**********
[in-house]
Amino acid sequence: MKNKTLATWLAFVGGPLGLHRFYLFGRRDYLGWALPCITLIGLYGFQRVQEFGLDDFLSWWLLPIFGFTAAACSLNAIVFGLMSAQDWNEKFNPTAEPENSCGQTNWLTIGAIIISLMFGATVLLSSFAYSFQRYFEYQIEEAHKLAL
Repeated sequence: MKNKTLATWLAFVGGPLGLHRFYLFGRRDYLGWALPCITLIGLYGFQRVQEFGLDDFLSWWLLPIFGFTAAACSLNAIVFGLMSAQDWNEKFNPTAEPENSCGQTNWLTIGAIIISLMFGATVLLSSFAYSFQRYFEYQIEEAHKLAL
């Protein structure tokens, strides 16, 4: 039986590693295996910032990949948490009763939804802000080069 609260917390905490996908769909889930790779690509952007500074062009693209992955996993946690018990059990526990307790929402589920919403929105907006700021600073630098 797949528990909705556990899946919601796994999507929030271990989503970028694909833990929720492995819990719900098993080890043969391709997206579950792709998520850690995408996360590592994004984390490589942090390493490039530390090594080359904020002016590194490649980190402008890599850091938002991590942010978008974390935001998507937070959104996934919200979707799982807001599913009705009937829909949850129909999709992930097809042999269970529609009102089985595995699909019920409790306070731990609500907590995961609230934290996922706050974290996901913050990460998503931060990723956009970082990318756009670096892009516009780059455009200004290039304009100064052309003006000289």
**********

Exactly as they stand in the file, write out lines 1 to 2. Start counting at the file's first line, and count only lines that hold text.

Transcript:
[in-house]
Amino acid sequence: MKNKTLATWLAFVGGPLGLHRFYLFGRRDYLGWALPCITLIGLYGFQRVQEFGLDDFLSWWLLPIFGFTAAACSLNAIVFGLMSAQDWNEKFNPTAEPENSCGQTNWLTIGAIIISLMFGATVLLSSFAYSFQRYFEYQIEEAHKLAL